(This article was first published on Christian Today)
The former leader of one of the UK’s few mega churches (Abundant Life, Bradford), Paul Scanlon, is now someone who gives ‘Master Classes in Communication’. Recently he communicated a very interesting thought that has caused a bit of a stir and hit a nerve. He Instagrammed: ‘Christians and non-Christians agree on one thing – we both dislike evangelism.’
He explained what he meant: ‘Christians dislike it because we feel awkward and non Christians dislike it because we are awkward. Many of us should’ve received a medal for surviving evangelism… It was more like an assault because it was more about our guilt than their souls. You don’t have to evangelise anyone, just love accept and serve people. I didn’t build my church on evangelism (in fact I banned the word) but on love and service and we flourished.’
It’s an interesting comment that reveals much about the evangelical church in the West today.
1. We have adopted a post-modern form of communication
The major problem with the statement is that it is an ambiguous piece of communication. If Paul were saying that he doesn’t like the caricature of evangelism which is so often presented (people shouting at street corners, shoving tracts into hands and knocking on doors seeking to make a ‘gospel presentation’) then most of us would be saying ‘amen and amen’.
But the problem is not with the truth behind the statement (because all caricatures carry a degree of truth – otherwise they would not work) but with the distortion that it presents. As in all unclear messages, this post sends out differing signals to different groups, and causes people to argue at cross purposes about disparate things.
2. We have left the news out of the Good News.
Paul Scanlon’s remarks reminded me of the advice reportedly given by St Francis of Assisi: ‘Preach the gospel at all times, and when necessary use words.’ The modern equivalent is, ‘You don’t have to preach a sermon, you are the sermon.’ The trouble is that this sets up a false antithesis between preaching and doing. Both surely go together? Indeed the statement itself is nonsensical – how do you communicate without using the primary means of communication God has given us, words? Even more how do we communicate his Word without using his words?
3. We have equated the Good News with being nice.
People are very concerned with how we are perceived. Are we thought to be ‘awkward’ or ‘unloving’? By the standards of our culture we will often be judged as unloving, just as Jesus was condemned by the standards of his. This is because in contemporary Western society to challenge someone’s values, identity and culture is considered to be a great sin (unless you are challenging biblical Christianity!). But that is precisely what the gospel does. It does not affirm us in what we are, but promises to change us into something far better. It’s not nice. But it is real love. Our message is not, ‘Look at how nice we Christians are – you can become like us,’ but rather, ‘Look at how beautiful Jesus is – you can become like him.’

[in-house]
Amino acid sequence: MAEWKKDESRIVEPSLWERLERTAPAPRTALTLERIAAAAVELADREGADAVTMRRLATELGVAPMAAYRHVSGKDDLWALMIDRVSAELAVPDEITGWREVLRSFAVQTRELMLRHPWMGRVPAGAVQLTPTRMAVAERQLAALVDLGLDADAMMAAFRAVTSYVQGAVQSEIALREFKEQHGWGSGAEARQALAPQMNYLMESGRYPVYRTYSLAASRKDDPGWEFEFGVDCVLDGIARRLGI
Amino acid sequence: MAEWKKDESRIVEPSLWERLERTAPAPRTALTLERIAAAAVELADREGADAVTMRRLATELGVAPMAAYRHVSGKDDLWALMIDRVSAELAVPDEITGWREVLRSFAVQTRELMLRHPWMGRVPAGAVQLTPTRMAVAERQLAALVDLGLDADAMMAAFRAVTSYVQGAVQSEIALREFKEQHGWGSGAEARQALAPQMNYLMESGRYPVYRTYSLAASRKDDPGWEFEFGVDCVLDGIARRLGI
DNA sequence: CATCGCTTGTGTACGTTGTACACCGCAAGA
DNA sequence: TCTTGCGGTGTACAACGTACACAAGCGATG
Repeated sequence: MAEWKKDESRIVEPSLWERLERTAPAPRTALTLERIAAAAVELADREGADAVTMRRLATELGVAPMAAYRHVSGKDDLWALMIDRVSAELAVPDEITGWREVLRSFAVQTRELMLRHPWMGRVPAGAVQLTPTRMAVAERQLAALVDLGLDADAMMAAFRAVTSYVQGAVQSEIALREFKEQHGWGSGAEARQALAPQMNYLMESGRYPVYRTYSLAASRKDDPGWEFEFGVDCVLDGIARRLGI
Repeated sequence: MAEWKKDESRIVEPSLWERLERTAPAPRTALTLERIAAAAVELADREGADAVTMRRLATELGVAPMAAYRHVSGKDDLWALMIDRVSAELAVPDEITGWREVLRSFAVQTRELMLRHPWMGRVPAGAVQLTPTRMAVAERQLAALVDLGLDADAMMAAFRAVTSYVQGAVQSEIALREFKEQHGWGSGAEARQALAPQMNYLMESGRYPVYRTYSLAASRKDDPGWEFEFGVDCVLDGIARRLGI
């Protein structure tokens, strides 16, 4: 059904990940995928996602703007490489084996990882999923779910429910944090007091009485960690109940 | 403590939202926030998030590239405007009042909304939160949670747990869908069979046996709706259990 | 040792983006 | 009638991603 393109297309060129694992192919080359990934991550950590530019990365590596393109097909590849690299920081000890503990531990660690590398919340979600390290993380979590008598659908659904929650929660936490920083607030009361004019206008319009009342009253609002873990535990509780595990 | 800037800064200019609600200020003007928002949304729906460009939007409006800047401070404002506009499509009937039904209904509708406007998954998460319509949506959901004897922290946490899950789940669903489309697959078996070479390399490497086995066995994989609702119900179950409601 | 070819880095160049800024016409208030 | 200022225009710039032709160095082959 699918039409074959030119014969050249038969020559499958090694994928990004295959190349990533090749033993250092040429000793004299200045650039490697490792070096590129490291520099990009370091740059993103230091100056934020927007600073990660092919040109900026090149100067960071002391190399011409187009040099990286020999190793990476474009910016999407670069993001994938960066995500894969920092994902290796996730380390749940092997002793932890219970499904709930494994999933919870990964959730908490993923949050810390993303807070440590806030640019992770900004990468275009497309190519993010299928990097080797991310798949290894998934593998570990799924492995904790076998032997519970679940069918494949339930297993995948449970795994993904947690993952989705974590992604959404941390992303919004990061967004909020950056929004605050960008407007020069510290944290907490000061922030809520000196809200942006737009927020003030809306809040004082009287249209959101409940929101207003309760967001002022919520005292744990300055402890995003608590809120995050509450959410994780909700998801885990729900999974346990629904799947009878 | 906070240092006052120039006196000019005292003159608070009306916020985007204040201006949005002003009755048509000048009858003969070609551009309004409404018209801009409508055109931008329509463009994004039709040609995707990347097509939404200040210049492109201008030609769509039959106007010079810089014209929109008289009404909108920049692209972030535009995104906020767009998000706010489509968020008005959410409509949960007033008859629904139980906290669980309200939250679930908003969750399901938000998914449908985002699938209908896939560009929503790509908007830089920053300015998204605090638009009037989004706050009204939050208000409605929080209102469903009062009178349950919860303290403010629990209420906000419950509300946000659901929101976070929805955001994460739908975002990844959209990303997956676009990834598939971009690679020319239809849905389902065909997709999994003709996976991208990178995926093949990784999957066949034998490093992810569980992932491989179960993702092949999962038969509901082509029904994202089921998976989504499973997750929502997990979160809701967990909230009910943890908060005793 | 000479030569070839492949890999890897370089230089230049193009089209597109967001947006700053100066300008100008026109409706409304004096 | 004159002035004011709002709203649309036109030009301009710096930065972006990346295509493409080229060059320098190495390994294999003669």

4. We have confused the fruit with the root
5. We have forgotten why Jesus came
The important factor is not whether non-Christians like evangelism. It is not whether Christians like evangelism. It is what Jesus thinks about evangelism. He doesn’t like it. He loves it! That’s why he came: ‘Jesus went through all the towns and villages, teaching in their synagogues, proclaiming the good news of the kingdom and healing every disease and sickness’ (Matthew 9:35). He set up his church so that it would be advanced through the proclamation of the message: ‘My prayer is not for them alone. I pray also for those who will believe in me through their message’ (John 17:20). The early disciples, rather than being embarrassed by the message and seeking to replace it with ‘loving, accepting and serving everyone’, proclaimed the Good News as much as they could: ‘Day after day, in the temple courts and from house to house, they never stopped teaching and proclaiming the good news that Jesus is the Messiah’ (Acts 5:42).
If evangelism is misunderstood, then rather than banning the use of the word, we should seek to reclaim it. I wonder if one of the reasons we are embarrassed by its use is not just the example of poor evangelism, but rather that we are embarrassed by the biblical gospel and would prefer to have our own watered-down, contextualized, safe version. Jesus does not give his people that option.
Christ is not interested in how we build our churches. He is interested in building his church, against which even the gates of hell don’t have a chance. His church is built on the foundation of the apostles and prophets. It is the pillar of the truth. It is founded in truth and grows in truth. Jesus doesn’t need a PR company, spiritual psychobabble, a new communication strategy or evangelism programme. He just needs us to believe what he has said and pass on the Good News about him, ‘adequately, intelligently, enjoyably and powerfully’. We don’t want people to see how nice we are – we want them to see how beautiful Jesus is, and how his beauty overcomes our ugliness. Our society and our churches desperately need more, not less, of that evangelism.